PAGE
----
I could give Rob Sheffield's Love is a Mix Tape five stars merely for the sake of its title. I like the title so much because I have made many mix tapes myself. I don't recall naming my tapes like he did, but when I made my "greatest hits" as a teenager, my heart was filled with love, just like his.
I enjoyed many stories told by Rob because I can identify myself with him. I understand why he worked so hard to make the mix tape for the eighth-grade dance. I laughed when I heard he erased We Will Rock You from the tape after his mom said she liked it. I laughed harder when he complained that "the majesty of rock failed to move the girls' stony hearts" at the dance party. I found it so sweet that his college girlfriend always called him on the air and requested songs when he DJ'd an all-night radio show. I was not surprised at all when I heard statements such as "I was young, idealistic, and reluctant to learn any of the ways of the world."
But I guess music and mix tapes never meant as much to me as to Rob. Not so much because he became a professional writer for the most famous music magazine, but because:
"The first night we met, I told her the same thing I've told every single girl I've ever had a crush on, 'I'll make you a tape'. Except this time, with this girl, it worked."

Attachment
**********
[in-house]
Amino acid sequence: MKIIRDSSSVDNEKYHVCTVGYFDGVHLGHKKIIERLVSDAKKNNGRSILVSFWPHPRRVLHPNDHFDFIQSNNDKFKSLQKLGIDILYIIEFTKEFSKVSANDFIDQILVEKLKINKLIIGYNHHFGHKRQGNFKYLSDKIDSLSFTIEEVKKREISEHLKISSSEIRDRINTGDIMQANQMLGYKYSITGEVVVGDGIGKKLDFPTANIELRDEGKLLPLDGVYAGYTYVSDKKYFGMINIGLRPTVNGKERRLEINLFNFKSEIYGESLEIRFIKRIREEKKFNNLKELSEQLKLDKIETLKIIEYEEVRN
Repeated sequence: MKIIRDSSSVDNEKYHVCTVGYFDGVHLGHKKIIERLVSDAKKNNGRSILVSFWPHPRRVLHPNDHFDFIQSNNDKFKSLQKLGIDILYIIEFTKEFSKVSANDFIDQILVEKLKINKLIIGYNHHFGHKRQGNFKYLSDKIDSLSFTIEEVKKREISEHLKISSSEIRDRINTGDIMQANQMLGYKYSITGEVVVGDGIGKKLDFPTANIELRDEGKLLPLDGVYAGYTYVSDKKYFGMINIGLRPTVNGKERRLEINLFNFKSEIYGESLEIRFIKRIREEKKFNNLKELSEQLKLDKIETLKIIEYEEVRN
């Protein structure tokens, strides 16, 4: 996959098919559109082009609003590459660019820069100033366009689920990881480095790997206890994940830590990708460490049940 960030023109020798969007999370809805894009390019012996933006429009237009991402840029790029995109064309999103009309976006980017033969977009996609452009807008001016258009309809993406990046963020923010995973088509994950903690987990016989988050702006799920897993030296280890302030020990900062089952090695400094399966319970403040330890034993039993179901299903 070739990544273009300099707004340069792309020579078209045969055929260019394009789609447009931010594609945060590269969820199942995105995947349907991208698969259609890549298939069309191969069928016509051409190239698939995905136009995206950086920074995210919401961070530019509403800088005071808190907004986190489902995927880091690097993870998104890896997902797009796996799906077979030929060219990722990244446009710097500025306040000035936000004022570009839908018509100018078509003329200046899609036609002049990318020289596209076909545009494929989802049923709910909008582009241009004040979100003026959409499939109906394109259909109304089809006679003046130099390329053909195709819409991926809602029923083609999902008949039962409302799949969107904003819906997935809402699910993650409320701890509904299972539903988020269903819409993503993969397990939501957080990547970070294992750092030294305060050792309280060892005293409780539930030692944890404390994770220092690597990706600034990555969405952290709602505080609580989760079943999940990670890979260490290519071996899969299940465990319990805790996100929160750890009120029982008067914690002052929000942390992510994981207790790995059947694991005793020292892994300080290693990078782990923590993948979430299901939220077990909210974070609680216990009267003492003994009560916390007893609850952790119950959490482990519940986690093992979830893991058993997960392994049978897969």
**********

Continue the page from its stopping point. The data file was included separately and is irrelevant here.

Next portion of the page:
Rob met a girl who loves Rock as much as he does, who was "warm and loud and impulsive." They danced to the song they both loved at their wedding. But five years after, she suddenly died of pulmonary embolism, right in front of him. I listened to Rob talking about his grief, his confusion, his own take on "Whatever doesn't kill you makes you stronger." Mix tapes accompanied him in his darkest days. I can never fully imagine his feelings, but I kind of get it. It's almost too sad to listen. So, when I got to the end of the book, it was a great comfort to know Rob met another girl, an astrophysicist who played the Stooges at NASA's holiday party. She made a mix tape for him at his birthday.
I cannot get the mix tapes I made when I was in high school because they are thousands of miles away, but after finishing this book, I went through the glove box to salvage the old mix CDs I made for listening in the car. I made these CDs in my first few years in the US, before Apple Music and unlimited streaming made music so accessible. I am going to play them in my next week's commute. I don't expect magic to happen, but it should be fun.
- The book helps me to understand music from their contemporary audience's perspective. For example, it is amusing to read that Renée and Rob stared at each other after they learned from TV that Kristi Yamaguchi -- the Olympic figure skating champion -- listened to Nirvana to get psyched up backstage. "For her (Renée), it was an epiphanic moment—punk rock was now music that even figure-skater girls could listen to."
- "The nineties fad for indie rock overlapped precisely with the nineties fad for feminism. The idea of a pop culture that was pro-girl, or even just not anti-girl—that was a 1990s mainstream dream, rather than a 1980s or 2000s one, and it was real for a while."